EU trade commissioner Cecilia Malmström and Japanese Foreign Minister Taro Kono revealed that the final discussions on the EU-Japan Economic Partnership Agreement have now been concluded. The process of writing the legal text and negotiating the “last details” has been finalised, it was confirmed in a press conference this morning.
The EPA is the largest bilateral trade agreement ever negotiated with the EU. It will open “huge market opportunities” for both sides as well as strengthen cooperation between Europe and Japan in areas such as sustainable development, the European Commission said. For the first time in EU trade deals, the agreement stipulates a specific commitment to the Paris climate agreement.
"This agreement enshrines common values and principles, and brings tangible benefits to both sides while safeguarding each other's sensitivities," EC President Jean-Claude Juncker said having confirmed the conclusion of this process in a phone call with Prime Minister Abe earlier today.
Malmström added: "The EU and Japan share a common vision for an open and rules-based world economy that guarantees the highest standards. Today, we are sending a message to other countries about the importance of free and fair trade, and of shaping globalisation. The potential of this deal is enormous.”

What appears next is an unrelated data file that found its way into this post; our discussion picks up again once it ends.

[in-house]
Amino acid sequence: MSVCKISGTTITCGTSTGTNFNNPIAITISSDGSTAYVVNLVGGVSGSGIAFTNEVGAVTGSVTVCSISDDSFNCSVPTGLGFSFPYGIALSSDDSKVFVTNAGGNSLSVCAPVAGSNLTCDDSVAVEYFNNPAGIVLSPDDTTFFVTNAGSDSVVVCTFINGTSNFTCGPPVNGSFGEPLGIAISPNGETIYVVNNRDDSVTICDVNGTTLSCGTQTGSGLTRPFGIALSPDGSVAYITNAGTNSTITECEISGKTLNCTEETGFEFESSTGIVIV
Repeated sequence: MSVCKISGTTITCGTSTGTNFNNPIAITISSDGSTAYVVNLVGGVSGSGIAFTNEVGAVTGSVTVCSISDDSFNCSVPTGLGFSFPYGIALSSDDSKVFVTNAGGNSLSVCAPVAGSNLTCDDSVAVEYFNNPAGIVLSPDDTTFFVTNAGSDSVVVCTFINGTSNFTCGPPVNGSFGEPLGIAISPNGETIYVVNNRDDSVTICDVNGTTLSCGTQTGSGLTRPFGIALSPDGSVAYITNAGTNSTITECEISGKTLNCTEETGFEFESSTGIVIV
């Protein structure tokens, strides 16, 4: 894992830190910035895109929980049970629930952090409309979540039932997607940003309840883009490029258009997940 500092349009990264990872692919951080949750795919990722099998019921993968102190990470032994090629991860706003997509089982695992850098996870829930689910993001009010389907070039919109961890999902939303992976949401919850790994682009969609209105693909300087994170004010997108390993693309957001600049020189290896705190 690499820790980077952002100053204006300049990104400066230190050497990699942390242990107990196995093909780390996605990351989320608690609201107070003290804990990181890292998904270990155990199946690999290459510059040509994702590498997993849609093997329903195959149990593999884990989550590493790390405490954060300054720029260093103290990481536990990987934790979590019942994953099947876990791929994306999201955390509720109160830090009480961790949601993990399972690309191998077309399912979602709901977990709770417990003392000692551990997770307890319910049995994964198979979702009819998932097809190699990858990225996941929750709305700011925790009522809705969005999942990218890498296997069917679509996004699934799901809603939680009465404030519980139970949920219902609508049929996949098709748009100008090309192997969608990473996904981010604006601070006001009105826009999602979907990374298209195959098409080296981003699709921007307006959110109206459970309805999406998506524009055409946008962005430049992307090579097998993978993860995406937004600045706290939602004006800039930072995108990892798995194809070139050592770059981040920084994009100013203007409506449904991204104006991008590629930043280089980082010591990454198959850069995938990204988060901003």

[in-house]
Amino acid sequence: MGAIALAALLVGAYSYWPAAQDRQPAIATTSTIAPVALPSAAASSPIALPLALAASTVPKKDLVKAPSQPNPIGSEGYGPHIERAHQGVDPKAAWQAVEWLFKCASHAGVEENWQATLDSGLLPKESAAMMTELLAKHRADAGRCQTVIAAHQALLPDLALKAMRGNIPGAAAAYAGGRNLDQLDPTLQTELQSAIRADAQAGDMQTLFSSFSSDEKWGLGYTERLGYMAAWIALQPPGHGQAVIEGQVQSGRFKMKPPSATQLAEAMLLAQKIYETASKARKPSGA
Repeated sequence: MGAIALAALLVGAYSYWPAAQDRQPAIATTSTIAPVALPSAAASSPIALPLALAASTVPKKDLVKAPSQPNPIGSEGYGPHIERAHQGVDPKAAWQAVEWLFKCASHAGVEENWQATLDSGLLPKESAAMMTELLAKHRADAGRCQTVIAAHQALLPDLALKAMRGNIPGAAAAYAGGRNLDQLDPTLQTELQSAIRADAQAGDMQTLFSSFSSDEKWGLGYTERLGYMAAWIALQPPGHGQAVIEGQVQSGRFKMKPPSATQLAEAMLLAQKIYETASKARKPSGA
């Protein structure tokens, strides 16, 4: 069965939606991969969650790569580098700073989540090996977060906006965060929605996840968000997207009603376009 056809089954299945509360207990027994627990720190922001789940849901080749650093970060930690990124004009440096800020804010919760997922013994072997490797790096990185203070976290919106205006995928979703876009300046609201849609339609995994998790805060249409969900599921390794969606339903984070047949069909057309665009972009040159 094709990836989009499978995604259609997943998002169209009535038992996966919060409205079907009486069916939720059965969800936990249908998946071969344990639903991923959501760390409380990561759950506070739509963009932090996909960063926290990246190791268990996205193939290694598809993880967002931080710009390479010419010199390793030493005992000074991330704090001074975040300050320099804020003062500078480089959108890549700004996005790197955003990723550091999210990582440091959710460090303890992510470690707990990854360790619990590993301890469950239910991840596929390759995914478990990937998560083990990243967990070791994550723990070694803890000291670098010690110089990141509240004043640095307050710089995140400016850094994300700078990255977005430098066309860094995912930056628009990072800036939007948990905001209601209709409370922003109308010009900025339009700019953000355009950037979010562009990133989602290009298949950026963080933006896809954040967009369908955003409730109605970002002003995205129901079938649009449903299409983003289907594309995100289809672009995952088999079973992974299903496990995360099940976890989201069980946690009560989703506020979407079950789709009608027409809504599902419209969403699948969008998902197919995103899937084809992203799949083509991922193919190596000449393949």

The deal will now be submitted to the European Parliament and Member States for ratification. The EPA is expected to come into effect next year.
European agri-food a big winner
Europe’s food sector is expected to be a chief beneficiary of the new trading relationship with Japan, the Commission indicated.
The agreement will provide European food exporters with access to Japan’s 127m consumers.
In particular, the agreement abolishes duties on cheeses, such as Gouda and Cheddar, which currently stand at 29.8%. Wine exporters will also gain tariff-free access to Japan. Currently, duties of 15% apply to European wine imports into the Asian country.
On meat, the EC said that the agreement will enable the EU to “substantially” increase its beef exports to Japan, while in pork there will be duty-free trade in processed products and “almost” duty-free trade in fresh products.
Japan has also agreed to recognise Europe’s system of Geographical Indications (GIs), which protect around 200 food product designations, such as Parma ham or Stilton cheese. This is considered a key priority for European negotiators working on international trade deals.
"This agreement represents the most significant and far-reaching deal ever concluded by the EU in agri-food trade,” commissioner for agriculture and rural development Phil Hogan said.
“It will provide huge growth opportunities for our agri-food exporters in a very large, mature and sophisticated market. We were successful in developing a model free trade agreement that fits our export profile, while still delivering a mutually beneficial agreement with our partner. This shows the EU as a global leader and standard-setter in shaping international trade and its rules – a concrete example of the EU harnessing globalisation to benefit our citizens. EU agri-food exports create high-quality jobs, most of them in rural areas."